Tuesday, October 20, 2009

An Extinct Trout Stream

With Fall upon us, my fishing season is nearing its end as the temperature continues to drop. On a recent fishing trip in October, I felt the chill of the water on my hands and the brisk air in my lungs. I was reminded of a much earlier fly fishing outing I took in late March. It was the first nice sunny day of the impending Spring. I was desperate to be out on the water after not having touched my fly rod in months.

I traveled to a local stream where I had success in the past. It is a well-known river that is heavily fished and each year the state stocks the stream with trout in the Spring and the Fall. Wading waist deep in the water, with the air temperature in the fifties and in the shade of the trees from the shore, I was freezing. But my desire to fish overcame my frigid bones, and I began to cast my fly across the water.

A half-hour later, I had not seen a single rise on a pool that had in the past been filled with trout. I walked ashore, and hiked up to a bridge overlooking the pool, to discover that the stream was empty. Thinking perhaps that maybe the trout had migrated elsewhere, I travelled up and down the river, to other pools, and did not see a single fish anywhere.

I had arrived at this stream too early in the season, before it had been stocked. Then I realized what that meant: out of the hundreds of trout from last year that had been put in the stream, not a single one had survived over the hot summer. I was looking at an extinct trout stream, a river could not support fish year round. The water was pure and cold, the insects were plentiful; it was good trout habitat. I had not heard of a spill or disease in the area.

I assumed one of two possibilities; the water level simply got too low in the summer to support trout or the river was over fished. I suspect it was the latter. There are simply too many people who know about this stream and keep the fish that they catch. This river was not a renewable resource; each year it died and could only be reborn with a full stocking of new trout.

In the Bible, the Garden of Eden was a paradise, a place where God took care of Adam and Eve and provided for their every need. Yet, Adam and Eve had a responsibility to care for the garden as well. The Bible says that Adam was placed in the Garden of Eden to till and to tend it. Adam could eat from the trees of the garden to satisfy his basic needs.

Yet, Adam was also required to tend to the land, to care for it, and ensure that it remained healthy and fertile. The Hebrew word that means, “to tend,” shamor, also means, “to protect.” Adam, and all of the generations that follow him, are obligated to protect the earth. We can harvest the field and fish the streams, but we also must ensure that the plants and the trout will live on.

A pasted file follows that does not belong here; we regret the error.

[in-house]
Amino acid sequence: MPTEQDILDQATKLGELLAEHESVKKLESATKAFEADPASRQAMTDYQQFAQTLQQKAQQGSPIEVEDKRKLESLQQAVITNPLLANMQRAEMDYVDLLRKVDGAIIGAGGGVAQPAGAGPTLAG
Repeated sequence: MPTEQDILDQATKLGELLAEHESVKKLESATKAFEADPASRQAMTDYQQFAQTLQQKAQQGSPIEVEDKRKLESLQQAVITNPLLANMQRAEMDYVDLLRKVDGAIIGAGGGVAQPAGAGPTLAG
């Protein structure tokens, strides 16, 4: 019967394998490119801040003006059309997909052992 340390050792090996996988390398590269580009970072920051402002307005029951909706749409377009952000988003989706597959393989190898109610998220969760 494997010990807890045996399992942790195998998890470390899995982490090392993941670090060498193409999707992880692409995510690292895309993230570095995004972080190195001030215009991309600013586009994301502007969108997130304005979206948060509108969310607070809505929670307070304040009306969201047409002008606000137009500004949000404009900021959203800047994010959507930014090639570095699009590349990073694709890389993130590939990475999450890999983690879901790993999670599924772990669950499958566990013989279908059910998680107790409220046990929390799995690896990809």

In the months since that March fishing trip, I have fished dozens of times on many rivers, streams and lakes but I have not returned to that first river. I just cannot see myself participating in emptying the trout from a stream. My first fishing trip in March motivated me to search for other rivers in my area, streams where the fish live year round. I even managed to find places where the trout spawn and reproduce each season.

A brown trout, caught and released in a year-round trout stream

I now fish streams where the trout live all year long, because when I catch a fish and release him, I know that he will not face an immanent end in a few months. Rather my fish could swim on for years and years, growing large and fat on the insects of a healthy and ever-flowing river.


Gingerman said...

Stewardship, like so many ideas, means different things to different people. All of the trout streams in my area, near Washington DC, are like the one you described: the state puts fish in; the fishermen dredge them out by every means possible, and the rest die.

There is a picture perfect stream near my house. If you wanted to picture the ideal trout stream this could be it. It is sterile. I looked for bugs under rocks or minnows in the pools. Nothing.

Here is where the stewardship issue comes up. There are many people who walk along this pretty stream not knowing that it is dead. They just see the surface. The park is surrounded by well kept lawns and homes. The home owners hire lawn care companies to fertilize their lawns, and all this runs off into the stream, killing everything there. It flows into the Anacostia River, one of the 10 most endangered ecosystems in the country, and then into the Chesapeake Bay.

In my life time the Bay has gone from abundance to sterility. All caused by fertilizer run off from 5 states.

The folks who care so much for their lawn and neighborhood appearance know that they are fullfilling their stewardship in making a pretty world.

But it is a pretty world without substance. We worry about form, and forget the ground for which we should be caring. Are our lawns pretty? Are our rituals perfect? Are our New Moons observed? What will we be called to account for?

MO Trout Hunter said...

There are a number of little wild trout creeks in my area, and they're almost entirely catch and release by regulation and by the preference of the fishermen. A few years back, the smallest creeks were all struggling due to drought conditions and loss of habitat. I visited a few during that time and had to hike past hundreds of yards of trickling water to find the occasional little pool that could support a few fish. My fear was that the trout populations in those creeks would fade away.

Over the last 2 years, we've had nearly 9 feet of rain, and the habitat is suddenly back to normal. In fact, the wild trout populations are thriving again. It's amazing to me that, sometimes, all we have to do is keep our hands off nature, and things will work as they were designed.